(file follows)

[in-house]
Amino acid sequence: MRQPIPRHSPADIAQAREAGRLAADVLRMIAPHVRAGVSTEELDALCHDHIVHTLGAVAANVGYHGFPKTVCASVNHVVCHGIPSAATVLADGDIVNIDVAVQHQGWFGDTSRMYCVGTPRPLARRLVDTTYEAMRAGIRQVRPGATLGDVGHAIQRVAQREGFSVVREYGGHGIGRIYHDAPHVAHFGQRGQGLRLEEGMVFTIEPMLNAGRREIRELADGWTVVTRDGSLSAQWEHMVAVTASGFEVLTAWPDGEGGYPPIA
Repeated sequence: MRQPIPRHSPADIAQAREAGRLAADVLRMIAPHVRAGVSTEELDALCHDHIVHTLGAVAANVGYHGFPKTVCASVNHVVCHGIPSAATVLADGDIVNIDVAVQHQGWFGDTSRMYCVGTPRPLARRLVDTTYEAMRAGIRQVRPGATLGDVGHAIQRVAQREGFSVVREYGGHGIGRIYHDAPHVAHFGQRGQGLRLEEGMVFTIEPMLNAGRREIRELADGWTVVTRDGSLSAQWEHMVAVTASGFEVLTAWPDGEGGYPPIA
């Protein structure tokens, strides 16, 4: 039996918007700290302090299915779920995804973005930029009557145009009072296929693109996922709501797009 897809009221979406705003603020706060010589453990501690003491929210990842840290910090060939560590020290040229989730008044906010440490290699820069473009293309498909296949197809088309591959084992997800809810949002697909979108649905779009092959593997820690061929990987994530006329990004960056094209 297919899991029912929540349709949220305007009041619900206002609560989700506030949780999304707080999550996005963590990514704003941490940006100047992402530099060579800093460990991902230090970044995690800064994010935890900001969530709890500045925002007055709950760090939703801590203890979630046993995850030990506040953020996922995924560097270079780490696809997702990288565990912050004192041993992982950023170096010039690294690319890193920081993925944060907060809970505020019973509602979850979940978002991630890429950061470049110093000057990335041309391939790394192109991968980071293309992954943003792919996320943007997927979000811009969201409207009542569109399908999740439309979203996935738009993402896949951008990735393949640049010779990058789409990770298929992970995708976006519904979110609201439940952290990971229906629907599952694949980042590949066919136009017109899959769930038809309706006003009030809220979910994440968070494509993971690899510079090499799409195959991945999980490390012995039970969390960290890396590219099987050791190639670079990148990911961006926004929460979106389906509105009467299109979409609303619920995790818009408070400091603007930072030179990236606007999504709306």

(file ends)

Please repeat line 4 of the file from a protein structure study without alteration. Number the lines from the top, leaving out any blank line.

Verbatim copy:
């Protein structure tokens, strides 16, 4: 039996918007700290302090299915779920995804973005930029009557145009009072296929693109996922709501797009 897809009221979406705003603020706060010589453990501690003491929210990842840290910090060939560590020290040229989730008044906010440490290699820069473009293309498909296949197809088309591959084992997800809810949002697909979108649905779009092959593997820690061929990987994530006329990004960056094209 297919899991029912929540349709949220305007009041619900206002609560989700506030949780999304707080999550996005963590990514704003941490940006100047992402530099060579800093460990991902230090970044995690800064994010935890900001969530709890500045925002007055709950760090939703801590203890979630046993995850030990506040953020996922995924560097270079780490696809997702990288565990912050004192041993992982950023170096010039690294690319890193920081993925944060907060809970505020019973509602979850979940978002991630890429950061470049110093000057990335041309391939790394192109991968980071293309992954943003792919996320943007997927979000811009969201409207009542569109399908999740439309979203996935738009993402896949951008990735393949640049010779990058789409990770298929992970995708976006519904979110609201439940952290990971229906629907599952694949980042590949066919136009017109899959769930038809309706006003009030809220979910994440968070494509993971690899510079090499799409195959991945999980490390012995039970969390960290890396590219099987050791190639670079990148990911961006926004929460979106389906509105009467299109979409609303619920995790818009408070400091603007930072030179990236606007999504709306």